They constantly seem driven to usurp their god’s position as ultimate judge by harming other people…unless, of course, it’s their own pastor or priest, in which case, the sinner loudly and publicly repents, and then, naturally, the victims of those sins are expected to be Christlike and forgive the sinner.

Perhaps, I suppose, it’s not that they don’t “believe” in God.

Maybe it’s just that they don’t really trust him to be vindictive enough.

I watched a lot of Jordan Peterson’s stuff on Youtube so you don’t have to.

I confess, I couldn’t, after this, read any of his books, because a) I didn’t want to add any oxygen (or money) to his bubble, and b) there’s only so much arrogant tripe anyone can be expected to put up with.

And here’s the thing I need to explain to you: getting multiple degrees and a job at a university was not particularly hard for someone from Peterson’s age group.

The degrees themselves are nowhere near as difficult to obtain as you would think, even today.

If you have the money, of course, but in Canada, at least, it’s still do-able without indebting yourself forever. For a decade or so – yes. Forever…not quite.

But the work required? Completely within the realm of anyone with basically average intelligence.

All you need to do is spend 4 years regurgitating back to every prof exactly what they believe. Hey! Presto! – you’ve got a BA. Suck up enough, and you’ll get into an MA program, and by minimal observation, you can figure out what the faculty wants and they’ll help you into a Phd.

Now it is hard to get a job afterwards these days, but Peterson graduated in 1991, and it was somewhat more open a field back then.

You don’t need to be smart to do these things.

You can substitute smarmy flattery and submissive kowtowing to your superiors for intelligence – some might even go so far as to suggest that, in fact, these behaviours will get you much further than your brains ever will.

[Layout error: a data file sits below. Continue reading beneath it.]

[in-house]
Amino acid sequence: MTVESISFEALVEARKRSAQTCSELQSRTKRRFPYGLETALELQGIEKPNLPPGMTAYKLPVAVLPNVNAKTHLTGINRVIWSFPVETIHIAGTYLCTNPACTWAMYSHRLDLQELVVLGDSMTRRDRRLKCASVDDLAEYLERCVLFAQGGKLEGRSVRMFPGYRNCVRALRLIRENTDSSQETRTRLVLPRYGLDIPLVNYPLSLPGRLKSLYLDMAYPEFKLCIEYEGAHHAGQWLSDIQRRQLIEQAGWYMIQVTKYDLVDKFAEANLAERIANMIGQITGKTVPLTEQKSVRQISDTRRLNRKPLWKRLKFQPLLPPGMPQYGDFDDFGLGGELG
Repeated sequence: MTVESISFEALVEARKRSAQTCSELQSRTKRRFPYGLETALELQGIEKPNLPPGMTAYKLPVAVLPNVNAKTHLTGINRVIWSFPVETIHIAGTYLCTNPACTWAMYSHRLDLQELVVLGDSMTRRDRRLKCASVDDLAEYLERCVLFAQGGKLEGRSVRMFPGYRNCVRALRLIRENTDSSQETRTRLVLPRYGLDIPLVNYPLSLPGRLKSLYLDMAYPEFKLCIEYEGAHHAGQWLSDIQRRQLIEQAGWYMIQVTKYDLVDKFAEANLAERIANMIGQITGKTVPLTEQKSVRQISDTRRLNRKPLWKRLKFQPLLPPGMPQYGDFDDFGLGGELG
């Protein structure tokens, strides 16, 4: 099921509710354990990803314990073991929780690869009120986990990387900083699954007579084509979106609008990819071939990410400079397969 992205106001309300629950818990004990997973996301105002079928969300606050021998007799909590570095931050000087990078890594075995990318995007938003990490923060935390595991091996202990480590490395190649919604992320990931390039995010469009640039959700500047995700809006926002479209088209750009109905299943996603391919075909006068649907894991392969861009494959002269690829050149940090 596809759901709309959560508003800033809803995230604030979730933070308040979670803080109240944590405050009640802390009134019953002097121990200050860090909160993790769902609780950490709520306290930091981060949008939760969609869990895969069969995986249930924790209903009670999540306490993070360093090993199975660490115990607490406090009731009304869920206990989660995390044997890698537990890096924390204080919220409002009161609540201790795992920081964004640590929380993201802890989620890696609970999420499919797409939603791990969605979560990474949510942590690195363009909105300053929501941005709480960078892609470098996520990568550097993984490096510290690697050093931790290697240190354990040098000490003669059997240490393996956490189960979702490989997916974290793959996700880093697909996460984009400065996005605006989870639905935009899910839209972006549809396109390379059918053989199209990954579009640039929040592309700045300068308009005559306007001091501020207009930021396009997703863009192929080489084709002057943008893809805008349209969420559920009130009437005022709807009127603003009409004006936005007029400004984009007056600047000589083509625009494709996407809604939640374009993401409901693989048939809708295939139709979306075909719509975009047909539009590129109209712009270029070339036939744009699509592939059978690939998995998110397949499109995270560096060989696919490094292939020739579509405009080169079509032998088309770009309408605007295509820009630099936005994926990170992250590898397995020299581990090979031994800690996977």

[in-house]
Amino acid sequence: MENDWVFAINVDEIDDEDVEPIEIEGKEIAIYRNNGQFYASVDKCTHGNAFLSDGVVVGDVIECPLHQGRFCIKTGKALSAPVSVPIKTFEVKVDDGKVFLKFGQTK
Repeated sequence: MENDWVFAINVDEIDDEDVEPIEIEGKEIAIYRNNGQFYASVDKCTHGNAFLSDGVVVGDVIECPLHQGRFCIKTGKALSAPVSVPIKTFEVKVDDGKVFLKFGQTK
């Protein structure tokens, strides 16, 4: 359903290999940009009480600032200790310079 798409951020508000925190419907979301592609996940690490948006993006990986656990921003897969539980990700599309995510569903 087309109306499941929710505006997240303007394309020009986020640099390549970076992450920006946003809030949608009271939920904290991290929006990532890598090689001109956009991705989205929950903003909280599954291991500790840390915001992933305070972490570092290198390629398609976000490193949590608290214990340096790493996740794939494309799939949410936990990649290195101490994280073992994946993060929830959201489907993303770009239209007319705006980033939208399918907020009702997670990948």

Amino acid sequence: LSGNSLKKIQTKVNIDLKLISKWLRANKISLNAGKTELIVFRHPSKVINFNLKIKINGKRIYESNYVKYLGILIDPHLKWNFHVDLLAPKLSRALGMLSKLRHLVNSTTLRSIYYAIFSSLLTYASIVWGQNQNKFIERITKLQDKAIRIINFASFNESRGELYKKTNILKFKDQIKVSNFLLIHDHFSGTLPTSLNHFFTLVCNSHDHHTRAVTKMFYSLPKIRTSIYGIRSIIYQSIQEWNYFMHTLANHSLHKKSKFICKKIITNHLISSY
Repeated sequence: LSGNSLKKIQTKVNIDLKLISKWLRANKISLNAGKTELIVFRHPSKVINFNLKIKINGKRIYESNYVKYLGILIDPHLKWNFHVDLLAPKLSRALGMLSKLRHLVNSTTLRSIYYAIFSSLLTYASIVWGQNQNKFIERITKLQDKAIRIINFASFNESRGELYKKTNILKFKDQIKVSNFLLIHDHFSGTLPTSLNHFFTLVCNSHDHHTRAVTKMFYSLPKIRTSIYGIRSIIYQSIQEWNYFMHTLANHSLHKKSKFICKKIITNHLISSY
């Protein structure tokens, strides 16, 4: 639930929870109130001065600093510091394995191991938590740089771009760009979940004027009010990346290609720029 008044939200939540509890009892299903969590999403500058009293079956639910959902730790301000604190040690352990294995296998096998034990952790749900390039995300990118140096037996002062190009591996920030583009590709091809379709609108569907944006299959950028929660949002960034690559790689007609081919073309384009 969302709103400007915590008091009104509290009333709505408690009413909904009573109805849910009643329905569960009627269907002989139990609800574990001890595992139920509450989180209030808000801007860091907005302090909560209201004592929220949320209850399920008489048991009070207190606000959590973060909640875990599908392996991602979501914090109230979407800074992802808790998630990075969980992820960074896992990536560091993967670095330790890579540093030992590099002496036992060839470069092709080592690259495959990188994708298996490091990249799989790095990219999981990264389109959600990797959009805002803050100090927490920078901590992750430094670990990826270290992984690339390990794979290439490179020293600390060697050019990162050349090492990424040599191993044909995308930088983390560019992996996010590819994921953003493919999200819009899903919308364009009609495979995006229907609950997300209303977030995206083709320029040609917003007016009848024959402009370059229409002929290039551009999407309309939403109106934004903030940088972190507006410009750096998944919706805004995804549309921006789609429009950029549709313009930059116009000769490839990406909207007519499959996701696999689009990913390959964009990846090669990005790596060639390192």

And I have to tell you, Peterson is not some prophetic genius howling in the wilderness.

He’s a fifth rate hack, throwing words together like those monkeys banging out Shakespeare on an battered Olivetti.

His “scholarship” is spotty, at best, and he constantly makes statements that are demonstrably false.

It’s not even that he cherry-picks his data – most of what he uses as the basis for his arguments and their conclusions isn’t even data at all.

It’s carefully-chosen quotes, pulled way out of context, and then married to unrelated statements with wild leaps into sloganeering hyperbole.

In one lecture, he quoted a bit from Orwell’s “The Road to Wigan Pier” describing a desperate woman’s comprehension of her lot and the unfairness of it, slips in a later bit where Orwell was discussing the inutility of bourgeois sympathy, and uses that to ridicule people who try to mobilize against poverty.

Never mind that it’s obvious that Peterson has absolutely no understanding of Orwell or his work, and has not given a single thought to the social background that Orwell was writing from, let alone Orwell’s own experiences and beliefs — most people don’t really get that, and because it wouldn’t serve them to understand it all, they very consciously do not — it’s that his conclusion of “Do nothing” is so incredibly idiotic.

Some of his interviews show him to be so shallow and self-centred that it’s hard to understand how he functioned as a clinical psychologist without being brought up on malpractice charges. Words like compassion and empathy don’t seem to have entered his vocabulary.

But plenty of other words are there, and it’s doubtful that he knows what most of them mean. He’s very good at stringing them together in ways that sound as if they have meaning – deep meaning – until you try working out the actual sense, and realize that most of it amounts to almost nothing at all.

You know what kinds of people used to be famous for doing that?

Snake-oil salesmen.

Since then, this came up on my FB wall…

The next big thing…

Monkeypox might be a blessing in disguise.

Wait, what?

Hear me out. The problem with Covid was that it was more or less invisible, and even if you got it but survived, you could still say “It’s just the flu!” or “It’s a hoax!” and then continue on your merry way.

But something that is literally on your face – something that leaves hideous scars? Forever?

Believe me, the vain and self-centred will be screaming bloody murder over that.

You can’t hide from pock marks, and in a world that’s prioritized physical beauty of unattainable standards over pretty much every other attribute save massive wealth…well, even the diehard “freedom!” bleaters will be ready to do anything to avoid the badges of stupidity.

Like those USA rats leaving the sinking ships as they arrive in the courts to answer for their antics on January 6th, they’ll abandon those “principles” in a heartbeat when they realize that forever after, every stranger they meet will be able to see their stupidity before anything else about them.

It won’t take epidemic numbers. All it will take is seeing one lone grocery store clerk with the evidence writ large at the check-out, and “Mandatory Vaccination” will be their war cry.